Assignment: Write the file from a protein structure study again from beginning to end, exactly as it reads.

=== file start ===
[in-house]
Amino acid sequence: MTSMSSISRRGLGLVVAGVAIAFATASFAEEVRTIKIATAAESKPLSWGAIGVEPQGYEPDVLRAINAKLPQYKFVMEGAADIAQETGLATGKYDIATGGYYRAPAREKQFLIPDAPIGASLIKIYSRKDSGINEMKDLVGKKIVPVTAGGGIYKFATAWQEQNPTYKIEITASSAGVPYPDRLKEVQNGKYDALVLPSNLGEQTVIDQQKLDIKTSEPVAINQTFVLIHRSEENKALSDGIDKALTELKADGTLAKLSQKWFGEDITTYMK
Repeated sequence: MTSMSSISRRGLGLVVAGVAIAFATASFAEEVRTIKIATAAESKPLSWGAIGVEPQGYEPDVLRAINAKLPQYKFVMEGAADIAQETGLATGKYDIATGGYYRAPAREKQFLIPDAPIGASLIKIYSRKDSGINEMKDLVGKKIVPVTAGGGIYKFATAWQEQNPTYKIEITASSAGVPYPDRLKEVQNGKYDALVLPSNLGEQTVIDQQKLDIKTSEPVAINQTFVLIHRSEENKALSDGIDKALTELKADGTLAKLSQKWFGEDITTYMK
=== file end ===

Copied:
[in-house]
Amino acid sequence: MTSMSSISRRGLGLVVAGVAIAFATASFAEEVRTIKIATAAESKPLSWGAIGVEPQGYEPDVLRAINAKLPQYKFVMEGAADIAQETGLATGKYDIATGGYYRAPAREKQFLIPDAPIGASLIKIYSRKDSGINEMKDLVGKKIVPVTAGGGIYKFATAWQEQNPTYKIEITASSAGVPYPDRLKEVQNGKYDALVLPSNLGEQTVIDQQKLDIKTSEPVAINQTFVLIHRSEENKALSDGIDKALTELKADGTLAKLSQKWFGEDITTYMK
Repeated sequence: MTSMSSISRRGLGLVVAGVAIAFATASFAEEVRTIKIATAAESKPLSWGAIGVEPQGYEPDVLRAINAKLPQYKFVMEGAADIAQETGLATGKYDIATGGYYRAPAREKQFLIPDAPIGASLIKIYSRKDSGINEMKDLVGKKIVPVTAGGGIYKFATAWQEQNPTYKIEITASSAGVPYPDRLKEVQNGKYDALVLPSNLGEQTVIDQQKLDIKTSEPVAINQTFVLIHRSEENKALSDGIDKALTELKADGTLAKLSQKWFGEDITTYMK